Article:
del Rey History
one of Southern California's most prized recreational areas, Marina
del Rey is the realization of a dream that spans more than 100
years. What began as the vision of a 19th century real estate speculator
has endured bankruptcy, unsympathetic government reports, two world
wars and mother nature, to become a popular destination for day
visitors, tourists, water sports enthusiasts and business travelers.
It all began in 1887 when real estate developer,
M. C. Wicks envisioned turning the Playa del Rey estuary into
a major commercial harbor. Working under the auspices of the Santa
Fe railroad, Wicks' Ballona Development Co. invested
$300,000 to develop the area but went bankrupt three years later.
A visitor to the estuary in those days would
have found no sailors, but plenty of duck hunters. A quarter of
a century later, nothing much had changed. In 1916, the U.
S. Army Corps of Engineers reported that it was impractical
to develop the Playa del Rey inlet and basin as a major harbor.
Marina proponents had another go at it in 1936,
when Congress authorized reconsideration of the previous negative
report, and a year later the Los Angeles County Board of Supervisors
ordered another study.
fate had something else in store for the Marina, which lost out
to San Pedro in a competitive bid to create Los Angeles
Harbor. From this point on, development of the Marina would
focus on its evolution into a recreational small craft harbor.
Now the dream was open for the dream to become
reality. After World War II had put a temporary halt to planning,
and more than thirty years after their first report, the Corps
of Engineers submitted another study indicating the feasibility
of creating a pleasure craft harbor.
were many obstacles to overcome, many of which where hurtled by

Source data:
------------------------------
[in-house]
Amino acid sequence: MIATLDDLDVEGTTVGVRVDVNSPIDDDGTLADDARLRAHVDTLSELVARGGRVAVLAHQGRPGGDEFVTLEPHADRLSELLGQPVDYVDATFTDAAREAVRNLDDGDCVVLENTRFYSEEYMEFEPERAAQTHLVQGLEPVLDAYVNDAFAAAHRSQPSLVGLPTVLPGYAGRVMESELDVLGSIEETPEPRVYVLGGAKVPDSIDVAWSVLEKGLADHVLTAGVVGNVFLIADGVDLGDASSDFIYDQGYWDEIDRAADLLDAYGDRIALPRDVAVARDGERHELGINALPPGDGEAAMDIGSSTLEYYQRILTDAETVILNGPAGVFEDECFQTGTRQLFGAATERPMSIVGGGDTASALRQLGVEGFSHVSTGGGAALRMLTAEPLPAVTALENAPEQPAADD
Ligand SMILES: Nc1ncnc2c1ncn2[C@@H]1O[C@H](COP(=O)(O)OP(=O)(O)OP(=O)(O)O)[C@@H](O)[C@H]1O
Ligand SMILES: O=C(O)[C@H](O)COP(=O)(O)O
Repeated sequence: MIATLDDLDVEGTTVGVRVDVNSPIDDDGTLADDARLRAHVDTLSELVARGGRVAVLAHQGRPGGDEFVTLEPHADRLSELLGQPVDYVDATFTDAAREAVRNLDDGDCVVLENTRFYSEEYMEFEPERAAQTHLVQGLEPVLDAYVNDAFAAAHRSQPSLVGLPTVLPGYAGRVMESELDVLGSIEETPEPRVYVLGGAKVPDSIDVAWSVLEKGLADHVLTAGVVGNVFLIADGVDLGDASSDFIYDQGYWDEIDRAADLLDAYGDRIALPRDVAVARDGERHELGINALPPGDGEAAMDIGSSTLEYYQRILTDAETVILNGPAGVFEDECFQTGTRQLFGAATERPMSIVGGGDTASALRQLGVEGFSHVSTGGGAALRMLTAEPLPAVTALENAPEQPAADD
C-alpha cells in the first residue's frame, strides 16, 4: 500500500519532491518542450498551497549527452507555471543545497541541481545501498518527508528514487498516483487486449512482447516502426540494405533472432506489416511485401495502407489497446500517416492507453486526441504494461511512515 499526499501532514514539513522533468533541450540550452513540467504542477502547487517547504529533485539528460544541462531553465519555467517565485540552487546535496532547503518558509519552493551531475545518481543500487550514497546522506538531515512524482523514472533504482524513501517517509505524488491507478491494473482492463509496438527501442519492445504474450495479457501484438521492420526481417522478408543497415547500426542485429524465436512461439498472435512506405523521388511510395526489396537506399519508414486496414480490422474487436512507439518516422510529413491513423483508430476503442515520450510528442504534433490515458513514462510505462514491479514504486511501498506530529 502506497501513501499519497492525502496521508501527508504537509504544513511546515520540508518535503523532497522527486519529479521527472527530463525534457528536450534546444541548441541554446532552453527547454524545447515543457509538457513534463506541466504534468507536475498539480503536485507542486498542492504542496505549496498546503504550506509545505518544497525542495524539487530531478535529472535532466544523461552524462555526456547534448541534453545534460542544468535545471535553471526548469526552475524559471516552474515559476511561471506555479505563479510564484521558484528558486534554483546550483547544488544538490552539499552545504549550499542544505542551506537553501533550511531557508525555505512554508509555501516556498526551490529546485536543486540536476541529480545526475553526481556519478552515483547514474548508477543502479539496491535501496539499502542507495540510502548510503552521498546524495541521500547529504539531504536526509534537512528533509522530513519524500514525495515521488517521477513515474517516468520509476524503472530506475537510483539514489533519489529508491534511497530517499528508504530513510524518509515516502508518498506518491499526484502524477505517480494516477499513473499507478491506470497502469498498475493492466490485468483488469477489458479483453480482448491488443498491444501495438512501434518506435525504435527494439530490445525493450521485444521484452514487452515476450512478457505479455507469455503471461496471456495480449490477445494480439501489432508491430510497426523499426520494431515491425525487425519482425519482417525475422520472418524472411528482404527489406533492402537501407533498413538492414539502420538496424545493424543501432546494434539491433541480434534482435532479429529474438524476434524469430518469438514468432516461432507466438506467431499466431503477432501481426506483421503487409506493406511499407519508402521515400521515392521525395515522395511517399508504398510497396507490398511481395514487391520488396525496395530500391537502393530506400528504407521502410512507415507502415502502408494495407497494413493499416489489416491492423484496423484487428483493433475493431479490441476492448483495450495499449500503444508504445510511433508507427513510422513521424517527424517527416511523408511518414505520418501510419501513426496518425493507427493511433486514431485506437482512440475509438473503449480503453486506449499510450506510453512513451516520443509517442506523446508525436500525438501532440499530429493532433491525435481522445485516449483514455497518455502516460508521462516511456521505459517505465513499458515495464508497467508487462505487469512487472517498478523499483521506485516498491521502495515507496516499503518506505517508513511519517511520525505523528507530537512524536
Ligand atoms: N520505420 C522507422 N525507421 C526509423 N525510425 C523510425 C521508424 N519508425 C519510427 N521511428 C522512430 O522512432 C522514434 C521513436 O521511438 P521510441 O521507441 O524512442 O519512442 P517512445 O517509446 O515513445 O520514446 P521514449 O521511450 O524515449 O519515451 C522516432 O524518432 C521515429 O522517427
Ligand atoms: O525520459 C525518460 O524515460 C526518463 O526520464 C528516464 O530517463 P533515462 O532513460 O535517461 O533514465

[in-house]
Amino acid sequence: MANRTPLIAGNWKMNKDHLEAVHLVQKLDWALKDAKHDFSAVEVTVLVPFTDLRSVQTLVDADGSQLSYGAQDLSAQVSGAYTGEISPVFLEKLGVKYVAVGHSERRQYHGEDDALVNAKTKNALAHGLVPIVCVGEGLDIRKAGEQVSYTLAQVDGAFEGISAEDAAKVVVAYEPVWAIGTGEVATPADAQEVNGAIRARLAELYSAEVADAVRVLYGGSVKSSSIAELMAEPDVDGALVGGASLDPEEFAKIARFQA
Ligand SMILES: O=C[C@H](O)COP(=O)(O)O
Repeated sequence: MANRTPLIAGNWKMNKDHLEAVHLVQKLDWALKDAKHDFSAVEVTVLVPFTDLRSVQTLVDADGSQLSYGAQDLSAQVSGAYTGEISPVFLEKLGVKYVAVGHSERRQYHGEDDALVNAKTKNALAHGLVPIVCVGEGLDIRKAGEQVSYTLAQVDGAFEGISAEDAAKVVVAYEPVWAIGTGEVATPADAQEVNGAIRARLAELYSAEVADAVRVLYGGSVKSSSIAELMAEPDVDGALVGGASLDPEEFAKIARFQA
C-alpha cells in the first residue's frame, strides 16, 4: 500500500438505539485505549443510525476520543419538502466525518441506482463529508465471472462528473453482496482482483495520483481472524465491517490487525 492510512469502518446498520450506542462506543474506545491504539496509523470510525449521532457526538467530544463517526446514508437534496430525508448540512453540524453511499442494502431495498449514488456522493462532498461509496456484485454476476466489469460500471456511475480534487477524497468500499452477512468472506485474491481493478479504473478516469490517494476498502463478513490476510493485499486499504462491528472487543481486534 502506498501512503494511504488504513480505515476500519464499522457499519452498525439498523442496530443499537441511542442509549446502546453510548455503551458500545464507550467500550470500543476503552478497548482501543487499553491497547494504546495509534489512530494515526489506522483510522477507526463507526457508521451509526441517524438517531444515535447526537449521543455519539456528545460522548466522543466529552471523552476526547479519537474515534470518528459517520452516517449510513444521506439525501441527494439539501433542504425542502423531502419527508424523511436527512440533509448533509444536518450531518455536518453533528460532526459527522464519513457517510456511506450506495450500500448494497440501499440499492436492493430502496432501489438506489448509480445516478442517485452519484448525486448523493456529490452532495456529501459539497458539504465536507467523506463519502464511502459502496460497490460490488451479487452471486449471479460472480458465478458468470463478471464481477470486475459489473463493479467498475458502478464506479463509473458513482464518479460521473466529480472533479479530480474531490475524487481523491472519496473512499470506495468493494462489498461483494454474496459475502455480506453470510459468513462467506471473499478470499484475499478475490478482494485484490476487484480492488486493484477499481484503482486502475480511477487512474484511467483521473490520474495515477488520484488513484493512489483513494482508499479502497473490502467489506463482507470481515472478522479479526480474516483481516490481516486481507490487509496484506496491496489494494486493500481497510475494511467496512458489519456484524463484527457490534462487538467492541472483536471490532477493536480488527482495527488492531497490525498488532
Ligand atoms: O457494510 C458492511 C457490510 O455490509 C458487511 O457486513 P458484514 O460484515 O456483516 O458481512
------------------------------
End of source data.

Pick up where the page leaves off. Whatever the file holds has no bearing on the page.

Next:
then Chamber President Larry
Norman whom is credited with bringing about harmony and cooperation
between the city and county in the marina's development. Norman
traveled to the state's capital several times and again to Washington
D.C in order to secure funds which would purchase the harbour
site. Construction delays slowed early development, and when the
Marina finally opened for operation, severe damage from winter
storms forced the initiation of an emergency program to provide
protection from wave action.
The answer came in the form of an off-shore breakwater,
and the County responded by promptly appropriating the cost and
working with Congress to deliver matching funds. The final key
to the successful completion of the Marina was the construction
of the breakwater in January, 1965.
dedication of Marina del Rey was held in April, 1965. It
was the capstone of one man's dream that can now be shared by
all who visit this multi-faceted destination.
What does Marina del Rey offer today?
More than 6,000 recreational boat slips, the highest density of
restaurant seating in a one-square-mile area, outside of New York
City, and boat launching ramps that provide access to over 100,000
trailer-class boats annually.
Moreover, Marina del Rey is part of a vision that
keeps growing. Additions during the years include more than 1,900
feet of guest boat docks, 180 feet of public fishing docks, Admiralty
Park, view piers and a promenade.